During these unprecedented times, I’ve had the ability to help many different patients from a myriad of communities and ethnocultural backgrounds. One of my toughest challenges has been working with newly emigrated South Asian families to Canada who come to the West for a better life but unfortunately become victims of border closures while dealing with complex medical challenges. I was happy to write letters on behalf of my patients to expedite the immigration process for their spouses or families so that they could reunite here in Manitoba during these tough times.
Being able to play a critical role both as an advocate for my patients, particularly newly emigrated families, and seeing positive outcomes has truly felt like a success.
In what way does your health professional education degree help you today?
My experiences at the Institute, including my OISE degree, allowed me to participate in future-driven conversations with both faculty and staff. Particularly, given the strong emphasis on competency-based education, I was able to explore how we, as healthcare professionals, can better engage and teach healthcare learners and equip them with a strong foundation of both knowledge capital and skillsets. This has been very valuable to me.
Who influenced and guided you during these studies?
During my time at OISE, I had the distinct pleasure of working and learning from amazing thought-provokers, leaders, and academics. I was greatly inspired by profs. Leesa Wheelahan and Linda Muzzin for their work and insights on the impact of higher education in the professions, including how dynamic processes such as internationalization, globalization, and social and professional barriers (both historically and presently) have influenced higher education, the regulated professions, and of course the health profession throughout its history.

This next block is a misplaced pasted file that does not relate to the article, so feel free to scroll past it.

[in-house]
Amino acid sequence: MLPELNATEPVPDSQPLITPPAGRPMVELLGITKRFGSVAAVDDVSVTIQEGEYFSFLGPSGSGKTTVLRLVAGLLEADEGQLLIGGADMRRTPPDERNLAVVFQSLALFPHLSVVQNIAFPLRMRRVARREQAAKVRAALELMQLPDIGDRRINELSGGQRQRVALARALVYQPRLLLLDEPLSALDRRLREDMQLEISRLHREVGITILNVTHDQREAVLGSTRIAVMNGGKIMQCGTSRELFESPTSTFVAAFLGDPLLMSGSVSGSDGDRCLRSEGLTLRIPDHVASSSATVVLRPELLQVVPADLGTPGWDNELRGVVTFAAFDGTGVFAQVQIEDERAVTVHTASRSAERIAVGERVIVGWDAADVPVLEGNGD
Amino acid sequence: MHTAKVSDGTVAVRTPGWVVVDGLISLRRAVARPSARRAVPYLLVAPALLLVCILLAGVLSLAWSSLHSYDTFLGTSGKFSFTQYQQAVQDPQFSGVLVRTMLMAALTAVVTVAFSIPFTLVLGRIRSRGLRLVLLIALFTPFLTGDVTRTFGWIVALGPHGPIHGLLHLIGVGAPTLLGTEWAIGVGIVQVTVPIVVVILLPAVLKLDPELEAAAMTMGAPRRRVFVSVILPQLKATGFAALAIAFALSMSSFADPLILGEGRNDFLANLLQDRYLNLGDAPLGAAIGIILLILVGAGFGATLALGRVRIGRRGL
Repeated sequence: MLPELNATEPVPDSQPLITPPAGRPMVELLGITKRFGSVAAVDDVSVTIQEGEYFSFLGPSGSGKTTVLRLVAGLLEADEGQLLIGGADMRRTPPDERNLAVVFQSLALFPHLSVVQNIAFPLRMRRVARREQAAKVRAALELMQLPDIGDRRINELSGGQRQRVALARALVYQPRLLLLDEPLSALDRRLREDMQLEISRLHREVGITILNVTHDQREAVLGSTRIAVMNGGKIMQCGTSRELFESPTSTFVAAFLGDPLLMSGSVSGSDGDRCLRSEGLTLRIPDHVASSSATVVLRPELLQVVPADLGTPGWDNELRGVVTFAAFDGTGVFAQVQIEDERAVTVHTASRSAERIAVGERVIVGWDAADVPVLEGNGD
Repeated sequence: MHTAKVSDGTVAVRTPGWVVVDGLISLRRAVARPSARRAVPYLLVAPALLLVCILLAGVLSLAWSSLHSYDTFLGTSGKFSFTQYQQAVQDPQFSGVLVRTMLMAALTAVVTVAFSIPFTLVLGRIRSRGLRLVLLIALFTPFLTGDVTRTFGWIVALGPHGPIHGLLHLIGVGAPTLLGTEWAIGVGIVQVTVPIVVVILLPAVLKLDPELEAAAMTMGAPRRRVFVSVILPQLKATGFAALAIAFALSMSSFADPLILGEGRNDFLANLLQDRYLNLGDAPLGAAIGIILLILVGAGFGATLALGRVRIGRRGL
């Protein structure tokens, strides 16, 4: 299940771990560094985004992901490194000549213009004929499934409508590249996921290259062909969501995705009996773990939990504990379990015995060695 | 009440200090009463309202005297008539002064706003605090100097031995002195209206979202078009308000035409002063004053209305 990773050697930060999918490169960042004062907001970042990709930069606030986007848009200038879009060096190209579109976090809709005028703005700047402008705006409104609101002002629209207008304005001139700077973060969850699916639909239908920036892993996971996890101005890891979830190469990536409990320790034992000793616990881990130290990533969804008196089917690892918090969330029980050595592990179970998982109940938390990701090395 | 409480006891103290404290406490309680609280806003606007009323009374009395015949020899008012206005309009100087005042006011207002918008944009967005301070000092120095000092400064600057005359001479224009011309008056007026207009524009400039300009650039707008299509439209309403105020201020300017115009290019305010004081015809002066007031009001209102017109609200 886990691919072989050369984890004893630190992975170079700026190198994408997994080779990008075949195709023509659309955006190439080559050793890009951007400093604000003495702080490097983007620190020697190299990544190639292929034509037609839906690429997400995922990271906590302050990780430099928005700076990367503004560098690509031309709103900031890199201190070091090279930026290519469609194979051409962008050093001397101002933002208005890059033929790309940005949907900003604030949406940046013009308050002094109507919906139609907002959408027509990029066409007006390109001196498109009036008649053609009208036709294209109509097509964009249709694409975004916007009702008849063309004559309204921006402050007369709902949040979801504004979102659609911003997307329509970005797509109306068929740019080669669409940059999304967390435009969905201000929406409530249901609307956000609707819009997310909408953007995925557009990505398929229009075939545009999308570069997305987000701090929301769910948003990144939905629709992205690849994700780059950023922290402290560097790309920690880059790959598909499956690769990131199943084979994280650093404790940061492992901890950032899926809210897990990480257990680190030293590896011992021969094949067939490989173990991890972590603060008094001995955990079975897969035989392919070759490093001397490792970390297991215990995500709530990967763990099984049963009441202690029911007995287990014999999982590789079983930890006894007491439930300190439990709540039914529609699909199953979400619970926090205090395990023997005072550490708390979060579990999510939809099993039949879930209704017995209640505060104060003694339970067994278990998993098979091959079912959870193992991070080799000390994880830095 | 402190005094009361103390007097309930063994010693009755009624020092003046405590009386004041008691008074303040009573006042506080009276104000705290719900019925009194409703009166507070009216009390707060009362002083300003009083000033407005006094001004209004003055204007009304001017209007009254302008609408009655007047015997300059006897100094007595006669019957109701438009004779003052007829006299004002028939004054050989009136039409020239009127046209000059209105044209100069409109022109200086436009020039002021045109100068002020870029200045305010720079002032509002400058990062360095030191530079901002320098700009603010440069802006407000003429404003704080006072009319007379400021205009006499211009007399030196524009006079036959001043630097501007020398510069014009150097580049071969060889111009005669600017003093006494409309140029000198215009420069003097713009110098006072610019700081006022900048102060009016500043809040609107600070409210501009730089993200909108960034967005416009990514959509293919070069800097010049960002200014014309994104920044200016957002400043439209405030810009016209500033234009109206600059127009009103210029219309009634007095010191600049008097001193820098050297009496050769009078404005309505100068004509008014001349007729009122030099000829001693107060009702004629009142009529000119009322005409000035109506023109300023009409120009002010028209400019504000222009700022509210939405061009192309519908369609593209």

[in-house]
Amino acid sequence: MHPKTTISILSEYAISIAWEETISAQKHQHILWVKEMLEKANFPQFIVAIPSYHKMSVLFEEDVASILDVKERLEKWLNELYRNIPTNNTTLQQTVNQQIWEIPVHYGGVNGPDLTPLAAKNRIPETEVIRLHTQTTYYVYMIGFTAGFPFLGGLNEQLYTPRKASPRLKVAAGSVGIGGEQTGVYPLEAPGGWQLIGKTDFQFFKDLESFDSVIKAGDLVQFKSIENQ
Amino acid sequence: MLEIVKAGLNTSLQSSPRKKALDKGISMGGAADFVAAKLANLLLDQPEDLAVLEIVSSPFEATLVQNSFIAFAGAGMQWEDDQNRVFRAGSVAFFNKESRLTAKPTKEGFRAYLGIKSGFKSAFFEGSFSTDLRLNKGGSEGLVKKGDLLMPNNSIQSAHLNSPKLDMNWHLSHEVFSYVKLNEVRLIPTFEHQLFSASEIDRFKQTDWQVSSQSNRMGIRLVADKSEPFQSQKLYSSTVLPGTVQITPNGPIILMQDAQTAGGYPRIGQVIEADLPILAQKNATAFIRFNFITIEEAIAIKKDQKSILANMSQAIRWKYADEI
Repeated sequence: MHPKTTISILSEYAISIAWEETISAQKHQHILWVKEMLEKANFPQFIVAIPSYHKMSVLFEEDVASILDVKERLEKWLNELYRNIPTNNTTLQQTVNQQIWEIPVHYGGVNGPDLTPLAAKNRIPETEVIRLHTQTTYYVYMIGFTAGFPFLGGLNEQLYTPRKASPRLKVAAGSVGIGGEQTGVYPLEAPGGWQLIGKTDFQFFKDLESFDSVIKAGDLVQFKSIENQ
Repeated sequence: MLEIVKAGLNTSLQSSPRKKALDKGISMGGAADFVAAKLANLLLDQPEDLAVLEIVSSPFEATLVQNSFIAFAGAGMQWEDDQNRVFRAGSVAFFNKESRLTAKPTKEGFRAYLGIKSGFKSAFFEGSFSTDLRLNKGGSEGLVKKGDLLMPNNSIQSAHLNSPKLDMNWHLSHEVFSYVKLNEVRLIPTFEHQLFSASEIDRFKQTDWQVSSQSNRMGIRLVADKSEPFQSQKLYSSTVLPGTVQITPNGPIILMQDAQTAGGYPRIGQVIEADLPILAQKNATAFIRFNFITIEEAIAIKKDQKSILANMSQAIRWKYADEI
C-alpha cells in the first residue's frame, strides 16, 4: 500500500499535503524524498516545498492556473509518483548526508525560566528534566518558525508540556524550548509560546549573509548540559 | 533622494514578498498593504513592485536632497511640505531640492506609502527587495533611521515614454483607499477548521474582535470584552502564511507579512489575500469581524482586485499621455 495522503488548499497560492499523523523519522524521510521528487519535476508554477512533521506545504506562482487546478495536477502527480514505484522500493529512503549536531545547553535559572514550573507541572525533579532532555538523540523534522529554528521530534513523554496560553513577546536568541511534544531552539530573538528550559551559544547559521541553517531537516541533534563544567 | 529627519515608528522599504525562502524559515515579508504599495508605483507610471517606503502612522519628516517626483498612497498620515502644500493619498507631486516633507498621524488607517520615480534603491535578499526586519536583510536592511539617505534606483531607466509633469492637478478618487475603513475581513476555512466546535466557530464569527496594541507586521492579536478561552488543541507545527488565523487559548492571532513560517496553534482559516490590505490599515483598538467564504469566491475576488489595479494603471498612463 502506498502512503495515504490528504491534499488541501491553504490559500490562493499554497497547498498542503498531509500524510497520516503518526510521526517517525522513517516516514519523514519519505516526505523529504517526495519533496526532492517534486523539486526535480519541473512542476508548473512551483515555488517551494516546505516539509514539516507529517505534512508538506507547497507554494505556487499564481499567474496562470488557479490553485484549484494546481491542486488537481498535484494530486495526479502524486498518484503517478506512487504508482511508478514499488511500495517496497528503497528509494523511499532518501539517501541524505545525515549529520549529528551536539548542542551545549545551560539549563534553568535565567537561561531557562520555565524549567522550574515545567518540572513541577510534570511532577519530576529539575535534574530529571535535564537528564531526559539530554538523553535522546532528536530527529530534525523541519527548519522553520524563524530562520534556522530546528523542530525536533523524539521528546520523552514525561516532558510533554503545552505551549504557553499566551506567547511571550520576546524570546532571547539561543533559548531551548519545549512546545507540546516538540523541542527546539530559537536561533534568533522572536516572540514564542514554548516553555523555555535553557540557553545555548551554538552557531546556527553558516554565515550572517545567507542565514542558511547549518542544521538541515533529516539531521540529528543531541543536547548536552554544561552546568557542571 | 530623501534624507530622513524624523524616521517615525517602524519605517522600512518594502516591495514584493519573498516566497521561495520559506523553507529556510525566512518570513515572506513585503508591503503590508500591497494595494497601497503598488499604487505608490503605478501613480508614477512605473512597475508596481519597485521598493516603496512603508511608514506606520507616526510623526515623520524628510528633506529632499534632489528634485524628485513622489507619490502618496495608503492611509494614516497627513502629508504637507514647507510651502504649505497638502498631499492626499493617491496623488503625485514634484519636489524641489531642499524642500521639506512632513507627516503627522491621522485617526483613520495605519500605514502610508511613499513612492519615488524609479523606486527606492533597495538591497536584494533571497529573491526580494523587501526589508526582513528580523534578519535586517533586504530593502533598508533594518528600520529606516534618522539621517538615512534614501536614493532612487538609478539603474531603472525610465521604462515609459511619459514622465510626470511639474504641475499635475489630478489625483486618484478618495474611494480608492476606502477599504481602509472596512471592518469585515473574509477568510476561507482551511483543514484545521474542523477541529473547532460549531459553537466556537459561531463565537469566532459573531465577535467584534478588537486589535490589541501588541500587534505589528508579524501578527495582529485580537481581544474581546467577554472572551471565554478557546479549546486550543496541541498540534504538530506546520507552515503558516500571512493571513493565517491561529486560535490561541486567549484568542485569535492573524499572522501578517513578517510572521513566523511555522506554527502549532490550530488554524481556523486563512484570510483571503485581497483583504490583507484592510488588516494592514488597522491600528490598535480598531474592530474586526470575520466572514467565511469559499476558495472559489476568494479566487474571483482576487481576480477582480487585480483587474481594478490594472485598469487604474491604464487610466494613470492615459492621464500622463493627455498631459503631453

"These three amazing female leaders were instrumental in helping shape my journey"
Prof. Jamie Magnusson was also a strong influence in advocating for marginalized and disenfranchised communities across not only the city of Toronto but extrapolating across the nation – inner-city, urban, and LGBTQ+ communities.
These three amazing female leaders were instrumental in helping shape my journey at OISE. I will always be thankful for their contributions.
What would you say to students to help them excel after graduation?
The best chance you have to rise to the top is to always find motivation, engage with an open mindset, fear nothing, and work hard. For OISE students, recognize that life is based less on all that you’ve learned and much more on what you have had inside you right from the beginning.
"There are infinite ways you can contribute to education and beyond"
There are infinite ways you can contribute to education and beyond. Recognize your true potential, and you will see that the possibilities are endless.
WITH OISE I CAN...
"Be a Canadian and global leader for the next generation to help shape the future of healthcare and higher education!"